Can Trump Win the Horse-and-Buggy Set?

Citizens In Five States Vote In Primary Elections
Strange to say, a PAC has been formed to get the humble, peaceable Amish to violate their principles by voting — for Donald Trump. Photo: Mark Wilson/Getty Images

Political junkies love to obsess about battleground states in close presidential elections, and there’s no scenario whereby Donald Trump becomes POTUS without carrying two Rust Belt states won twice by Barack Obama: Ohio and Pennsylvania. 

So perhaps it was inevitable that Trump allies are already focusing on one tiny but photogenic group with significant populations in those two states: the Amish. Here’s the scoop from MSNBC:

Trump supporters with ties to Dr. Ben Carson and Newt Gingrich have founded Amish PAC, which aims to launch the most ambitious get-out-the-vote efforts among the devout religious sect to date. They will almost certainly face an uphill battle, since the Amish don’t watch television or read social media, which could be a net positive or negative for Trump, depending on your point of view. And while voting is not necessarily prohibited by their strict religious beliefs, it’s not exactly encouraged either.

The article makes it sound like non-voting among the Amish is an atavistic habit or a corollary of their cultural separation from modern society. It actually goes quite a bit deeper than that: The Amish are descendants of German and Swiss Anabaptists who opposed on theological grounds any active cooperation with a civil society regarded as inherently wicked (they were savagely persecuted by Protestant and Catholic governments alike). Traditionally, most Anabaptists have opposed serving in public office or in the military and the taking of oaths on religious grounds. Voting (not really an option when Anabaptist beliefs were being formed) is most definitely frowned upon as a sort of collaboration with the enemy. And so voting rates among the Amish (and their cousins, the less culturally primitive Mennonites) are very low.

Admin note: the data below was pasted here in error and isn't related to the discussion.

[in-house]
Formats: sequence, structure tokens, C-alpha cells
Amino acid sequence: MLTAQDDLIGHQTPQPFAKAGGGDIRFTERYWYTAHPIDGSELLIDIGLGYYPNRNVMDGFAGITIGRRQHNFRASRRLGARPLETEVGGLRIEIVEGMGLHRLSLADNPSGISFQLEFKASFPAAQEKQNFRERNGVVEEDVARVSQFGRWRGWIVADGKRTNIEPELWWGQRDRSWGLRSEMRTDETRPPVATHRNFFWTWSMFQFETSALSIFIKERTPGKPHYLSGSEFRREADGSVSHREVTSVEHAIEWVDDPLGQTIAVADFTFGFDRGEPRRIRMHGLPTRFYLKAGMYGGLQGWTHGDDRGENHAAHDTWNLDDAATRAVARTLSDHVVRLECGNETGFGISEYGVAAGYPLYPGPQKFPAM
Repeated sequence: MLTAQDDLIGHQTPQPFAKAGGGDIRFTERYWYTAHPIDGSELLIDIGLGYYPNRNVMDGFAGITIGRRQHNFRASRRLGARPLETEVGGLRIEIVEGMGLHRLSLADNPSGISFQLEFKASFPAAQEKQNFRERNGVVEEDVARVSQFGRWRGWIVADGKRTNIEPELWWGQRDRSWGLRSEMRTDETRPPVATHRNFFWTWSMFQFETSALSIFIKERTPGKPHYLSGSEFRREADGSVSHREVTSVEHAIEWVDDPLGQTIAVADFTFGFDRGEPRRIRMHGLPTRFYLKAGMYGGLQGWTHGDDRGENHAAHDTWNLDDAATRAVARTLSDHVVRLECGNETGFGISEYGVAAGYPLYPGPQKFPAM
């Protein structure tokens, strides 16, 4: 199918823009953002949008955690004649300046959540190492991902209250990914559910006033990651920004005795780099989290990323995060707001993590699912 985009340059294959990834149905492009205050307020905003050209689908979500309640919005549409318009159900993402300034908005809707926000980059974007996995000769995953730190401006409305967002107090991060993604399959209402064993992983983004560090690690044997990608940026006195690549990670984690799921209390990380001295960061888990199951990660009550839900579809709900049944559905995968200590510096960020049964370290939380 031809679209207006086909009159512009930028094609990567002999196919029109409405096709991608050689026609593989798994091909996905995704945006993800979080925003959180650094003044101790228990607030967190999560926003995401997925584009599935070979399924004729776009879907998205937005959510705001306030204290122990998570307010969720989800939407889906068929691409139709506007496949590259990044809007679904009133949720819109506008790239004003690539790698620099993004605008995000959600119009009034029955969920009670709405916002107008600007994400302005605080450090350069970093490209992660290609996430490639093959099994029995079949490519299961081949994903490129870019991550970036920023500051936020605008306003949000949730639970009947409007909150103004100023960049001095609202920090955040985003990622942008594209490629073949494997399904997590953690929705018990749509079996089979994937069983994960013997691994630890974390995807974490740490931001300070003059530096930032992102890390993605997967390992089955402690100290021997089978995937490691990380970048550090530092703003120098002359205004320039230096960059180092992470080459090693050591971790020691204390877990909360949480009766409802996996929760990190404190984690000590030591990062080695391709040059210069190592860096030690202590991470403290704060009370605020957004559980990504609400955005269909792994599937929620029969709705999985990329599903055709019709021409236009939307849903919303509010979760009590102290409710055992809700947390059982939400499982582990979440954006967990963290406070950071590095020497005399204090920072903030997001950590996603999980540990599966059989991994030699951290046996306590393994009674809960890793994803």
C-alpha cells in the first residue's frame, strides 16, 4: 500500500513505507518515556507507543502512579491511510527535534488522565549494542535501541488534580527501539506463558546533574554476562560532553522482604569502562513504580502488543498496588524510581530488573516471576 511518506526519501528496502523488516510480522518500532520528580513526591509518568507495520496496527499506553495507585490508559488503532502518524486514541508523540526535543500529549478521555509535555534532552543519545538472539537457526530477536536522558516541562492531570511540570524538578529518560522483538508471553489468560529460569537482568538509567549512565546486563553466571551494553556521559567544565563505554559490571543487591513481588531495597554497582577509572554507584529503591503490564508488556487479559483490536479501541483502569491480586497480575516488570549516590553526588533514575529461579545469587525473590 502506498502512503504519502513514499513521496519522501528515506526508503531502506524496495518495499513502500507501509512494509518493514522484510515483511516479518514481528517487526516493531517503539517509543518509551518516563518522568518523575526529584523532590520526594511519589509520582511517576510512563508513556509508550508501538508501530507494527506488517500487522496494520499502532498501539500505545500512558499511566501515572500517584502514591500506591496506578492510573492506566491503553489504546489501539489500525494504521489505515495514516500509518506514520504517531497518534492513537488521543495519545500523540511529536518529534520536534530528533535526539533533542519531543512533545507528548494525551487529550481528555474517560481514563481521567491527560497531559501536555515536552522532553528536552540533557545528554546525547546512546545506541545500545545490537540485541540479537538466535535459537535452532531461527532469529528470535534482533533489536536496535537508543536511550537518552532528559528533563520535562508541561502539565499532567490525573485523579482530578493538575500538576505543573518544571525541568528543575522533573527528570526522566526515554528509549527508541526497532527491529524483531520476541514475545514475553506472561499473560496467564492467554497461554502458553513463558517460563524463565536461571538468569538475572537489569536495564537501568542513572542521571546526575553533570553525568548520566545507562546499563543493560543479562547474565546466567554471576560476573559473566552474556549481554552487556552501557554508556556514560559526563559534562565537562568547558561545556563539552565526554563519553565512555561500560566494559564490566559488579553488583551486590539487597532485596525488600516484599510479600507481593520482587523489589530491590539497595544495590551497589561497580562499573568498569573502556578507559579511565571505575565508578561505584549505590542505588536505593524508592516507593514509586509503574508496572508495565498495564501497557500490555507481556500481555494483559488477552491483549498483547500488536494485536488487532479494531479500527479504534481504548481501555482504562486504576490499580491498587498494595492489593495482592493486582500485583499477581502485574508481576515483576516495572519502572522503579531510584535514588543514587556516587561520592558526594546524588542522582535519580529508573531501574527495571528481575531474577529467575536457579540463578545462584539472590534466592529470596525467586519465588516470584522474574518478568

As part of its general strategy of mobilizing conservative Christians, George W. Bush’s reelection campaign in 2004 had a visible initiative to get the Amish to vote, with slender results. Donald Trump is, to put it mildly, an unlikely vehicle for any large change in Amish voting — or non-voting — traditions.

George W. Bush is not Donald Trump,” Donald Kraybill, an expert on the Amish people at Elizabethtown College told Politico. “There’s a lot of aspects about Trump that are antithetical to Amish values and Amish beliefs. This is a very different situation now than it was in 2004.”

If you had to choose two adjectives to describe the cardinal virtues valued by the Amish, they would probably be humble and peaceable. Neither would come to mind when thinking about Donald Trump, that immensely immodest self-promoter and champion of waterboarding and the slaughter of women and children related to terrorists.

But a vote’s a vote, and if a few thousand Amish (out of a total population of about 130,000 in these two states) can be convinced to vote for the GOP this November, and Ohio or Pennsylvania become like Florida in 2000, the founders of Amish PAC will be jumping up and down demanding credit and spoils — to the shame of most members of their target audience.

Can Trump Win the Horse-and-Buggy Set?